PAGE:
If you’ve done business in the last decade, you know how important a social media & web presence can be. It maintains your brand, grows your new customer base, and allows focused engagement with your current clients. Anywhere where people talk, they might not be saying just good things about your business. They might be offering honest feedback, or they could be dishonestly disparaging you. At worst, they could be planning to rob you, or make your business a victim of tragic circumstance.
What is social media monitoring?
By searching publicly accessible social media like Twitter, Facebook and Instagram in near real time for keywords or phrases, valuable intelligence can be gained. These social sites are crawled and indexed, and then the indexes built are scoured for key terms, phrases or word strings, and are then collated through an interface to present in a more usable form. By seeing which other words are connected more frequently to your business name, you can get an idea of how you’re presenting socially on the Internet. Taken a bit further, you can see demographics that are interested in your business, and what else they may be interested in to.
But the heart of this utility is security.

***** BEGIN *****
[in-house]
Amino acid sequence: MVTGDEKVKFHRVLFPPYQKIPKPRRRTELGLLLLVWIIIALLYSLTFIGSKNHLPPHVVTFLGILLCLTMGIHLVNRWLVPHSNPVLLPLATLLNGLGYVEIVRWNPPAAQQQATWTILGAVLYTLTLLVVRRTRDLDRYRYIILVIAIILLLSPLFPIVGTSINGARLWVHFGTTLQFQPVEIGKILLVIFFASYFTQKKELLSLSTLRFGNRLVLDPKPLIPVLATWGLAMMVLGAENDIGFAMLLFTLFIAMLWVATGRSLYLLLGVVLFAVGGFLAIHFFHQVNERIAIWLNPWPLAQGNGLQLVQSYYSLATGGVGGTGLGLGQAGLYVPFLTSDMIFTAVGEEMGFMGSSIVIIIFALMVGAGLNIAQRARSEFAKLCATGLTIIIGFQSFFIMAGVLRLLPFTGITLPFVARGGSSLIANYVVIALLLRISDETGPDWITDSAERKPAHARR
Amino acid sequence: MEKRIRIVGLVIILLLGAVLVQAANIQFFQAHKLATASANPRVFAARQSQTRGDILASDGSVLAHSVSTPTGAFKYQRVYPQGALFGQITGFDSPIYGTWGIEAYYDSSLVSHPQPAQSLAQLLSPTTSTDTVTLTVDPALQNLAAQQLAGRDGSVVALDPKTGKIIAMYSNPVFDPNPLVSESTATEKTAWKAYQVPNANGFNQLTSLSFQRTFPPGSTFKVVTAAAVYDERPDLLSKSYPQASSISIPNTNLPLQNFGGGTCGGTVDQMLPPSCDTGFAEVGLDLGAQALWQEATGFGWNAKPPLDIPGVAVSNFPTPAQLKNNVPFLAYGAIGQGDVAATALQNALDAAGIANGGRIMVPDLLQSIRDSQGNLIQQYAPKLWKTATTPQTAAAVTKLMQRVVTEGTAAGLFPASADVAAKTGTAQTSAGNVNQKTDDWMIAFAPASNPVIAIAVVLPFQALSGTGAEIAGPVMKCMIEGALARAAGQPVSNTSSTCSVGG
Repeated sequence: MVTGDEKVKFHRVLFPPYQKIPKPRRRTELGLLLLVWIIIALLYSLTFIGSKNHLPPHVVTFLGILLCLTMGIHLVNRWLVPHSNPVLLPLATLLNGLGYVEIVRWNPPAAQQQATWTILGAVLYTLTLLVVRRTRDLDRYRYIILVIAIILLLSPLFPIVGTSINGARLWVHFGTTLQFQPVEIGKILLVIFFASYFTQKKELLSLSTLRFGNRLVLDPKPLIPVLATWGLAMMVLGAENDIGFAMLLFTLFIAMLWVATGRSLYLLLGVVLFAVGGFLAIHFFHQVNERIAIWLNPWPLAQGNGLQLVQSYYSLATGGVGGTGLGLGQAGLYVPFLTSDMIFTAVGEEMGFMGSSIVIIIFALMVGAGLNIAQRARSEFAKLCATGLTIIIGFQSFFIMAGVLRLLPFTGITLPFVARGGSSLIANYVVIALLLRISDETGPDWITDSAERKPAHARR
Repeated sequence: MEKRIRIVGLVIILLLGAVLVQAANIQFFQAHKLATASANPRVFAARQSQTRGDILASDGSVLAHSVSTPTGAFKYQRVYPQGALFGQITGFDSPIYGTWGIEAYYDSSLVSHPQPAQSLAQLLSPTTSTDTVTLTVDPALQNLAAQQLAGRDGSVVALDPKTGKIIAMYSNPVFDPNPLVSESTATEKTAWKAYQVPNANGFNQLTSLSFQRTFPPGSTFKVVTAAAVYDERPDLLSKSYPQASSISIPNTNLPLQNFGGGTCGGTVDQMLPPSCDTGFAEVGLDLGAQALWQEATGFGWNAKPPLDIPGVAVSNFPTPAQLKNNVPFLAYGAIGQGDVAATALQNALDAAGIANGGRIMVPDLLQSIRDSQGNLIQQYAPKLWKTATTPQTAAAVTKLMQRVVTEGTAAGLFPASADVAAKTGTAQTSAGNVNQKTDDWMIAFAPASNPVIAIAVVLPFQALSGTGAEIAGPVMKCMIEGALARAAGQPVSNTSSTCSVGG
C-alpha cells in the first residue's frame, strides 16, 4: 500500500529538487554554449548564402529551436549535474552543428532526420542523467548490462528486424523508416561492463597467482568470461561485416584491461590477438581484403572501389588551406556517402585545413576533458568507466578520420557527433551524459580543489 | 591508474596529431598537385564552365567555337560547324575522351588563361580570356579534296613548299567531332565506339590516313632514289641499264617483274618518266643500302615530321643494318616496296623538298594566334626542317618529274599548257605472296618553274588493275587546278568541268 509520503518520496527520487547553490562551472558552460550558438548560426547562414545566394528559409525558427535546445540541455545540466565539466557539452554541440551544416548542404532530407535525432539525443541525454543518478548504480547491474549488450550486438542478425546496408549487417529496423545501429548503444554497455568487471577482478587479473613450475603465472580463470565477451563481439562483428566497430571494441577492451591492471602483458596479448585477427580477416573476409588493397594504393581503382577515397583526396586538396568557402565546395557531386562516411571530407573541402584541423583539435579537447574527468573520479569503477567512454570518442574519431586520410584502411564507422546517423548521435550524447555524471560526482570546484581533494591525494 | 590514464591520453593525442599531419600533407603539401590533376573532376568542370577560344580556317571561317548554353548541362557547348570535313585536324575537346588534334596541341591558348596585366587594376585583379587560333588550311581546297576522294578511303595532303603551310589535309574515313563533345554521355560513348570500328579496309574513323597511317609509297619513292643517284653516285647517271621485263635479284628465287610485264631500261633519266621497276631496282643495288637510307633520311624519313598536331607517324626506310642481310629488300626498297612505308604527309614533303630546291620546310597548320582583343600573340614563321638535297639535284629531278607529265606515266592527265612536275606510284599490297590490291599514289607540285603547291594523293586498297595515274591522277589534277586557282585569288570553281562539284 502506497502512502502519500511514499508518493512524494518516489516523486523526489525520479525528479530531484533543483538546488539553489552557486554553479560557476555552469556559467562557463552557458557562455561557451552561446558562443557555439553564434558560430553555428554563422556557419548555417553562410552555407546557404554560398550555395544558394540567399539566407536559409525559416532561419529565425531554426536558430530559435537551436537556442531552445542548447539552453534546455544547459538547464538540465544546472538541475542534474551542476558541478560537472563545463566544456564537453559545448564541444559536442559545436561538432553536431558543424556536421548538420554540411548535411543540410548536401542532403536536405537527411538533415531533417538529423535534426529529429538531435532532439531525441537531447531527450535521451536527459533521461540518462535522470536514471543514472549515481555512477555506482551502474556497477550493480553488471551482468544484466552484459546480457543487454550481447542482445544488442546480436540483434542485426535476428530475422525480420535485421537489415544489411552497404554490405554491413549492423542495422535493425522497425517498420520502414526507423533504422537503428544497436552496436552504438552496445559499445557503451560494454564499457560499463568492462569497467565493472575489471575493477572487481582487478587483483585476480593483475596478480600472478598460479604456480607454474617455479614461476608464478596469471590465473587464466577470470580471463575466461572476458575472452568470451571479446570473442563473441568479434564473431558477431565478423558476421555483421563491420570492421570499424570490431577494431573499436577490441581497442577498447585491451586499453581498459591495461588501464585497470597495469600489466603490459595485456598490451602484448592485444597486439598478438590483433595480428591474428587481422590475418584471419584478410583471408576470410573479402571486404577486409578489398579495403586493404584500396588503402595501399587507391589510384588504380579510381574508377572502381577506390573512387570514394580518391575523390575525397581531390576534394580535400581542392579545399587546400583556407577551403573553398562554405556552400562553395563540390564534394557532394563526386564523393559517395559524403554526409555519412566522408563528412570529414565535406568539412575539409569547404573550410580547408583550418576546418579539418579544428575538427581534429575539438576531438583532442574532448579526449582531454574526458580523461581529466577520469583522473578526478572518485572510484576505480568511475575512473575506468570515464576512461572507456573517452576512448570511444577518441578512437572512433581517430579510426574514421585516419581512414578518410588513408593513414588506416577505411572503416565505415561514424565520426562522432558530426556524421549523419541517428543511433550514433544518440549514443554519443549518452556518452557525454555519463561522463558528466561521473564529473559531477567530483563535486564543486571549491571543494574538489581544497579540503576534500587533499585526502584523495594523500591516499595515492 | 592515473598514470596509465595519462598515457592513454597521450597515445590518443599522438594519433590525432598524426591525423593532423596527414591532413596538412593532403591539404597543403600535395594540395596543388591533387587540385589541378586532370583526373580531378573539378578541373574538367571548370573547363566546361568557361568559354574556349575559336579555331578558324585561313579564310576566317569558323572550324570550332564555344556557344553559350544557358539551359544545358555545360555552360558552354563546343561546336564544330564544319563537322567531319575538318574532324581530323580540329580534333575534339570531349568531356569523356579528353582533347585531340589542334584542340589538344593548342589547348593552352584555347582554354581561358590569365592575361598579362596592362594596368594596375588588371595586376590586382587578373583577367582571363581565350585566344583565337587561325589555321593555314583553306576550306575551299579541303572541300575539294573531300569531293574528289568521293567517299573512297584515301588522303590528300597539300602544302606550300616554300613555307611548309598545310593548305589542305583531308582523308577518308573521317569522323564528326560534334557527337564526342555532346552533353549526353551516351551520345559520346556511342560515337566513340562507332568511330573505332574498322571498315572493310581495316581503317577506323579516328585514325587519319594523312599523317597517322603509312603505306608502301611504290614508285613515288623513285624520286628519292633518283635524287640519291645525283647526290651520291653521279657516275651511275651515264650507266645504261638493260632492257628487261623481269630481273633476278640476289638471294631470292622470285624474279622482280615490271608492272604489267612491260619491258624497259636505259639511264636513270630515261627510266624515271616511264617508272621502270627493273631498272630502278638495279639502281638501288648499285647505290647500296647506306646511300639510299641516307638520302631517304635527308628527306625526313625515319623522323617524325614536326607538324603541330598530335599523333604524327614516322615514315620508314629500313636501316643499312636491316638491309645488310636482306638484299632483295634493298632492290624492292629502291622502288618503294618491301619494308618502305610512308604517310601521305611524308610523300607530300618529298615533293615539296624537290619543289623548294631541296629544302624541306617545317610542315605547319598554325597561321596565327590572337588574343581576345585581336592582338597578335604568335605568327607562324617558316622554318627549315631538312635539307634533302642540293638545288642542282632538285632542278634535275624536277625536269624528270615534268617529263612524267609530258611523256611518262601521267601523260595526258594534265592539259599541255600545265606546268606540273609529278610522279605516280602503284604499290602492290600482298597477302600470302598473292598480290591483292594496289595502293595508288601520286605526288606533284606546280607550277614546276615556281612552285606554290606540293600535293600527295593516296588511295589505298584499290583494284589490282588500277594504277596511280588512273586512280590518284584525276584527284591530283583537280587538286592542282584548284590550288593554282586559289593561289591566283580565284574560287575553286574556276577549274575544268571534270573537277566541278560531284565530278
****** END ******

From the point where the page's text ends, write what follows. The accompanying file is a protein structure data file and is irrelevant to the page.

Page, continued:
Planned protests at your business, or shoplifters showing off their wares can really impact your brand and your profits. Simply knowing that your place of business is close to areas known for a specific kind of crime or risk is immeasurable. Most social media monitoring tools go beyond social networking platforms and can scour the web at large, given an even more accurate picture. And there’s still another piece of security this monitoring can touch.
Suppose you are a victim of a breach, and someone has taken credit card information from your point of sale servers. Eventually, those stolen credit cards will probably wind up somewhere on the dark web, to be bought and sold by users around the globe. Certain metadata, or very basic information that is always tied to a person, like date of birth or social security number, is almost always attached. By turning to a monitoring service that is constantly searching and indexing the dark web for, say, your business’s email addresses or phone numbers, or the names of customers you know might be affected by the breach, you can provide valuable warning to the public and law enforcement in real time. Knowing what was taken can also provide you with the steps needed to remediate the problem in the future, addressing any vulnerabilities you have with your IT department or provider.
Giving your patrons quick notification of breaches and exploits, and the steps you’re taking to prevent them from happening again, shows that you are concerned with their security as well as your own, and are taking every effort you can to keep them safe….